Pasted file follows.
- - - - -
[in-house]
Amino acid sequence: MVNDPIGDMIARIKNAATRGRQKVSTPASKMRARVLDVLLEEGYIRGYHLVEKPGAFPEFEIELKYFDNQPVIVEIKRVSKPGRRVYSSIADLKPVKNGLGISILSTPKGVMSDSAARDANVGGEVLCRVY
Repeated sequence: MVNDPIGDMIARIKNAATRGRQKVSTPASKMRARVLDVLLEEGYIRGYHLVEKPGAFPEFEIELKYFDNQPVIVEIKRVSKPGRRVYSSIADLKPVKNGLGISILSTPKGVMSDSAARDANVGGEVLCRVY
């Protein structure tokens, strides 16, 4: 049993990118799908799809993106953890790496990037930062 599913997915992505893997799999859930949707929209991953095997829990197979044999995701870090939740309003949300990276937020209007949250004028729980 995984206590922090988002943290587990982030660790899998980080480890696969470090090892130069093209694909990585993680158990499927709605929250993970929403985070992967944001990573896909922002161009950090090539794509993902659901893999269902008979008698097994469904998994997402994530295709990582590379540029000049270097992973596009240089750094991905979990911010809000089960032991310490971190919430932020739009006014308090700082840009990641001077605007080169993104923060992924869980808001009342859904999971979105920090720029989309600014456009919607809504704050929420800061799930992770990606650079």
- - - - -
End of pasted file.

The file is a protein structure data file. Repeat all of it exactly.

[in-house]
Amino acid sequence: MVNDPIGDMIARIKNAATRGRQKVSTPASKMRARVLDVLLEEGYIRGYHLVEKPGAFPEFEIELKYFDNQPVIVEIKRVSKPGRRVYSSIADLKPVKNGLGISILSTPKGVMSDSAARDANVGGEVLCRVY
Repeated sequence: MVNDPIGDMIARIKNAATRGRQKVSTPASKMRARVLDVLLEEGYIRGYHLVEKPGAFPEFEIELKYFDNQPVIVEIKRVSKPGRRVYSSIADLKPVKNGLGISILSTPKGVMSDSAARDANVGGEVLCRVY
């Protein structure tokens, strides 16, 4: 049993990118799908799809993106953890790496990037930062 599913997915992505893997799999859930949707929209991953095997829990197979044999995701870090939740309003949300990276937020209007949250004028729980 995984206590922090988002943290587990982030660790899998980080480890696969470090090892130069093209694909990585993680158990499927709605929250993970929403985070992967944001990573896909922002161009950090090539794509993902659901893999269902008979008698097994469904998994997402994530295709990582590379540029000049270097992973596009240089750094991905979990911010809000089960032991310490971190919430932020739009006014308090700082840009990641001077605007080169993104923060992924869980808001009342859904999971979105920090720029989309600014456009919607809504704050929420800061799930992770990606650079």